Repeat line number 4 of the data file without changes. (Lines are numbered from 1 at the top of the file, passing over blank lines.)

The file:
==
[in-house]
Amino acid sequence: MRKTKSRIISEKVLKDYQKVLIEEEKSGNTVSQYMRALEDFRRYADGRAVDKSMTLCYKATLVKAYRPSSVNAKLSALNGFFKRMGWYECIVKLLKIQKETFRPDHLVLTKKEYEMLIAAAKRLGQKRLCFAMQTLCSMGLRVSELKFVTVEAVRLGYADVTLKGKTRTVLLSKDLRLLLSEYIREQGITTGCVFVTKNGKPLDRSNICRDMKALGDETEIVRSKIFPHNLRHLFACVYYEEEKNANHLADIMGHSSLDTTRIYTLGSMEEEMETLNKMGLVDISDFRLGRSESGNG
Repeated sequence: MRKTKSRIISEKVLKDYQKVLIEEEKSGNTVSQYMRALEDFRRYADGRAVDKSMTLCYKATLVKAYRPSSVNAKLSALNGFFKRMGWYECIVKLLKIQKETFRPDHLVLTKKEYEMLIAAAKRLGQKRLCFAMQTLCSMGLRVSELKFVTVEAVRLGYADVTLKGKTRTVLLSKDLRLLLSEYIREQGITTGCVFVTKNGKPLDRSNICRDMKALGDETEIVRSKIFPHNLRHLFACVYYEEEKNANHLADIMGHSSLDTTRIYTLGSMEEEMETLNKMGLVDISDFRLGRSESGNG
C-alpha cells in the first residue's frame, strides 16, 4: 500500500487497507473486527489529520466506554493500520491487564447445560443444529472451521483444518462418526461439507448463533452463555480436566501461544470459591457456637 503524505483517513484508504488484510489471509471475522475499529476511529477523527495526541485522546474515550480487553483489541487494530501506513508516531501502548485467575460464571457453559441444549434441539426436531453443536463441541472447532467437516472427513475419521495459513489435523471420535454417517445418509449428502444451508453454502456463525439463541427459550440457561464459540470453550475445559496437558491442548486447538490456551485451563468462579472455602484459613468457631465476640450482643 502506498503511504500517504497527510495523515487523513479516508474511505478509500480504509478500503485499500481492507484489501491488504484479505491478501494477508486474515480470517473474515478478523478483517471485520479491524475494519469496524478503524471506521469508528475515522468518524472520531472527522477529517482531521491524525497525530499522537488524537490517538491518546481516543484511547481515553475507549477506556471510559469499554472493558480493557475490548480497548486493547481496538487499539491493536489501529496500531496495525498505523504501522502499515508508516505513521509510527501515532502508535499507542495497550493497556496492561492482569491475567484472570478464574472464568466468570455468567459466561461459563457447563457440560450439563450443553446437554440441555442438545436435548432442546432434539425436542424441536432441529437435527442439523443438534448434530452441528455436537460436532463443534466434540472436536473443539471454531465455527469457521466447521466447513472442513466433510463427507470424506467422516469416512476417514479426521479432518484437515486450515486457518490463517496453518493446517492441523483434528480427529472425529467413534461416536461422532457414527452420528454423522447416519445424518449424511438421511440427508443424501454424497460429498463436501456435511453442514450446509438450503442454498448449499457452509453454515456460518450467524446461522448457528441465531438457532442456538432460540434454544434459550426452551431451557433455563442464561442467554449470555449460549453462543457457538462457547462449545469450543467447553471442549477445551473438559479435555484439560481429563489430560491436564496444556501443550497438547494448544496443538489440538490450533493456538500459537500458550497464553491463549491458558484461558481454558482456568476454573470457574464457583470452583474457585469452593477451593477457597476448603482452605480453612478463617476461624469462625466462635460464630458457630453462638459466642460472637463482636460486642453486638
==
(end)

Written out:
C-alpha cells in the first residue's frame, strides 16, 4: 500500500487497507473486527489529520466506554493500520491487564447445560443444529472451521483444518462418526461439507448463533452463555480436566501461544470459591457456637 503524505483517513484508504488484510489471509471475522475499529476511529477523527495526541485522546474515550480487553483489541487494530501506513508516531501502548485467575460464571457453559441444549434441539426436531453443536463441541472447532467437516472427513475419521495459513489435523471420535454417517445418509449428502444451508453454502456463525439463541427459550440457561464459540470453550475445559496437558491442548486447538490456551485451563468462579472455602484459613468457631465476640450482643 502506498503511504500517504497527510495523515487523513479516508474511505478509500480504509478500503485499500481492507484489501491488504484479505491478501494477508486474515480470517473474515478478523478483517471485520479491524475494519469496524478503524471506521469508528475515522468518524472520531472527522477529517482531521491524525497525530499522537488524537490517538491518546481516543484511547481515553475507549477506556471510559469499554472493558480493557475490548480497548486493547481496538487499539491493536489501529496500531496495525498505523504501522502499515508508516505513521509510527501515532502508535499507542495497550493497556496492561492482569491475567484472570478464574472464568466468570455468567459466561461459563457447563457440560450439563450443553446437554440441555442438545436435548432442546432434539425436542424441536432441529437435527442439523443438534448434530452441528455436537460436532463443534466434540472436536473443539471454531465455527469457521466447521466447513472442513466433510463427507470424506467422516469416512476417514479426521479432518484437515486450515486457518490463517496453518493446517492441523483434528480427529472425529467413534461416536461422532457414527452420528454423522447416519445424518449424511438421511440427508443424501454424497460429498463436501456435511453442514450446509438450503442454498448449499457452509453454515456460518450467524446461522448457528441465531438457532442456538432460540434454544434459550426452551431451557433455563442464561442467554449470555449460549453462543457457538462457547462449545469450543467447553471442549477445551473438559479435555484439560481429563489430560491436564496444556501443550497438547494448544496443538489440538490450533493456538500459537500458550497464553491463549491458558484461558481454558482456568476454573470457574464457583470452583474457585469452593477451593477457597476448603482452605480453612478463617476461624469462625466462635460464630458457630453462638459466642460472637463482636460486642453486638